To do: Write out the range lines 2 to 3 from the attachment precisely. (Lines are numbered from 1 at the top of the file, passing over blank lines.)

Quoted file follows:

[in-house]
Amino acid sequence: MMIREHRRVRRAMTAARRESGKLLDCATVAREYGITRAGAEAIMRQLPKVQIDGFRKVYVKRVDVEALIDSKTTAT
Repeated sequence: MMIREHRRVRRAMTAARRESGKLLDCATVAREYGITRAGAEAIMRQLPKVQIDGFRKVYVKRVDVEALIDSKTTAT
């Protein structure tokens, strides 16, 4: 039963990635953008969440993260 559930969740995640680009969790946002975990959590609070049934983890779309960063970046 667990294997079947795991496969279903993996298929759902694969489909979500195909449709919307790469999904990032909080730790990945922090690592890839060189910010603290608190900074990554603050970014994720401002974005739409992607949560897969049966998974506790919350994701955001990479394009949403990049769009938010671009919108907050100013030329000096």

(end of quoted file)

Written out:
Amino acid sequence: MMIREHRRVRRAMTAARRESGKLLDCATVAREYGITRAGAEAIMRQLPKVQIDGFRKVYVKRVDVEALIDSKTTAT
Repeated sequence: MMIREHRRVRRAMTAARRESGKLLDCATVAREYGITRAGAEAIMRQLPKVQIDGFRKVYVKRVDVEALIDSKTTAT